But I get that Colin Cowherd is walking, talking troll, and we should take nothing of substance from his words. Fine. This article, by Dave Zirin of The Nation has also been making the rounds, and I want to suggest that the claims it makes are not too far off -- despite their far greater erudition -- than Cowherd's own. Zirin begins by arguing that the Biogenesis clients, outside of A-Rod, are "a group little-known to the casual fan." I'll forgive Zirin for his cavalier language here, but we should note that it'd be a pretty darn casual fan who didn't know Nelson Cruz and Jhonny Peralta, not to mention Everth Cabrera and Jesus Montero. But whatever. Zirin's point here is that the 11 non-Braun and A-Rod players (both selected in the MLB Rule Four Draft) were international signees, members of a "notorious" market. And again, yes, that MLB exploits impoverished youth to get talent at an extreme minimum (Carlos Ruiz signed for 8,000 dollars) rubs me the wrong way, too. But Zirin goes on to say that, due to the legality of PEDs in the Dominican Republic, and due to MLB's blind eye towards their LA imports taking PEDs, that the Latin American market represents an "imperial arrogance at the heart of the game," an indication that "owners want to have their anabolic cake and eat it too." He urges "white, college educated, US-born players" who critique PED use to understand that "the context [of the PED-users' reality] is profoundly different than their own."
Once again, we see the basic watermarks: distinction between US and global poverty not just in extremity, but in type (even while citing imperalism); the urging toward acknowledgment and sympathy from readers and (explicitly white) MLB players; and the framing of poverty as a nebulous moral wrong. I'll admit, Zirin goes a bit further than Cowherd's simplicity and calls MLB out on its fairly crass handling of the Latin American market, and that's important. But to isolate this as a problem with MLB, as opposed to a problem with global economics in general is a perfect example of tunnel vision. To assume that sympathy would really make things better for these players who were suspended is inane. To assume that they all did it -- even multi-multi-millionaires like Cruz and Peralta -- because they were terrified of poverty turns them into cartoon characters. It also allows the progressive left to have a really comfortable moral standpoint.
David Murphy has the best take on this thus far, on philly.com. He gets to his point with some uncited and honestly dubious economic data, but his conclusions on the necessity for moral relativity when thinking about poverty are kind of compelling. As JoeCatz noted on twitter, being young and desperate is a fairly compelling reason to take PEDs. He does it better than I'll summarize, and I encourage you to read the piece. But once again, even as he begins to sketch the basic outlines of the logic of income inequality such as it is, Murphy's solution is not massive overhaul, systemic critique, or an actual assessment of the nature of the problem: instead, he urges us to "expand our moral equivalence" through context. He urges us to understand the "Biogensis gang" and implicitly separates "them" from "us," once again indicating that the best and most moral position on PEDs is simply to try our best to understand why "they" might fail in the first place.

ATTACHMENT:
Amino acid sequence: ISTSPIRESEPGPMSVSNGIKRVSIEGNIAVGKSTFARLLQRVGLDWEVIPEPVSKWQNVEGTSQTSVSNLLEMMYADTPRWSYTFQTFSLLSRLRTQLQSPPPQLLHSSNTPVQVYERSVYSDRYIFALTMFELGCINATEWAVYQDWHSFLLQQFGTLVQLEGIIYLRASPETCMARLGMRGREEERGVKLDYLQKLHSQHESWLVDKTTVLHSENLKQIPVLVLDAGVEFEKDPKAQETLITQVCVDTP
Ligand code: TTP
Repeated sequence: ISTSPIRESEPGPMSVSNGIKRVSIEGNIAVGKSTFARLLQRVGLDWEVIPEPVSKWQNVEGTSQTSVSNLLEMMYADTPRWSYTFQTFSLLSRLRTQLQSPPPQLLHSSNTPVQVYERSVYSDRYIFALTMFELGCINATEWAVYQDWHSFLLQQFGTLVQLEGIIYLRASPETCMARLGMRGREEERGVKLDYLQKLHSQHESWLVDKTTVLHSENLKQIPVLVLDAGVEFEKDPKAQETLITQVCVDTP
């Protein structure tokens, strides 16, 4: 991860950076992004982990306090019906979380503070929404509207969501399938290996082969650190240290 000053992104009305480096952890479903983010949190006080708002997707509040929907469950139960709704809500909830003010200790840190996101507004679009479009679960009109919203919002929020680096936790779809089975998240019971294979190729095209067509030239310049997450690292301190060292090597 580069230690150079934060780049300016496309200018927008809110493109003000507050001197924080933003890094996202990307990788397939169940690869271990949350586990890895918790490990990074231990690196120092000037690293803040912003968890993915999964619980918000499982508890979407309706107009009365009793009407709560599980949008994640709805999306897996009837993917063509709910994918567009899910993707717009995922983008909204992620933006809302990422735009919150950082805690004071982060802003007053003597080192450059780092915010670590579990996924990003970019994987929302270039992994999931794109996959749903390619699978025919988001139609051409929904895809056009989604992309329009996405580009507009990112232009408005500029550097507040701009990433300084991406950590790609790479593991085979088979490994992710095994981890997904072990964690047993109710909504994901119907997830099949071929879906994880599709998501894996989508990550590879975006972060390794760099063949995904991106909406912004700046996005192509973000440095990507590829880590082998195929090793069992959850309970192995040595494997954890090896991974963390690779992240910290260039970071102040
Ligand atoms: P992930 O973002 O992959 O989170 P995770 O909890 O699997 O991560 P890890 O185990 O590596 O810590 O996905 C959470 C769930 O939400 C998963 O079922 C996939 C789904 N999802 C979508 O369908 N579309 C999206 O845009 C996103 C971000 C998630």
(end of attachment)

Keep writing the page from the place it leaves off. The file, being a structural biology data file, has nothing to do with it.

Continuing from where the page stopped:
This isn't sufficient. It may make you feel good, but that's not sufficient for a successful politics. Or even a coherent one. While the "legitimacy of the game forever" and "let's understand the context for the PED usage" camps may seem to be diametrically opposed, they're both aiming at the same basic outcome: let's punish the offenders, but let's also be sure to keep the game the way I like it forever. In the left response, part of this might involve criticizing MLB. Part of it may involve questioning the severity and scale of the punishments. None of it involves actually thinking about the nature of the poverty the argument invokes. Instead, to call for sympathy in the way that the left has, heretofore, is to redirect the moral outrage of steroids away from the users and onto nebulous "bad guys" -- global poverty and MLB -- without actually forcing a hard look at how we ourselves are just as complicit with those bad guys ourselves.
My take on the PED discussion has always been fairly agnostic. I understand why the players did what they did; I understand why MLB prosecuted them. I think Selig overstepped his bounds, certainly, and I don't think that the whole thing is a moral issue in any way. But poverty itself -- which is what these writers casually invoke -- is not a trivial or amoral issue. It's serious, systemic, and worth some actual analysis beyond, "Walk a mile in these guys' shoes!" MLB is not a good guy when it comes to Latin America, but it certainly isn't exceptional in what Zirin might call its "corporate imperialism." We might ask ourselves why so few jobs are available in the Dominican Republic to begin with; we might ask why the US, so close by, merely clucks its tongue and offers zero solutions; we might wonder, to get explicitly political, why the free market urgings of the World Bank and WTO have produced laissez-faire drug laws with little actual profit for the countries' citizens. To ask these questions might get us somewhere closer to actually helping the people upon whom these articles focus. But to ask these questions would also require us to look long and hard in the mirror and perhaps make unflattering conclusions about our own complicity in inequality as fans of baseball. So, instead, we get a parable about difference and an urging towards sympathy that, ultimately, distances us from the accused as members of the same basic species.
After all, they are poor. We make billionaires.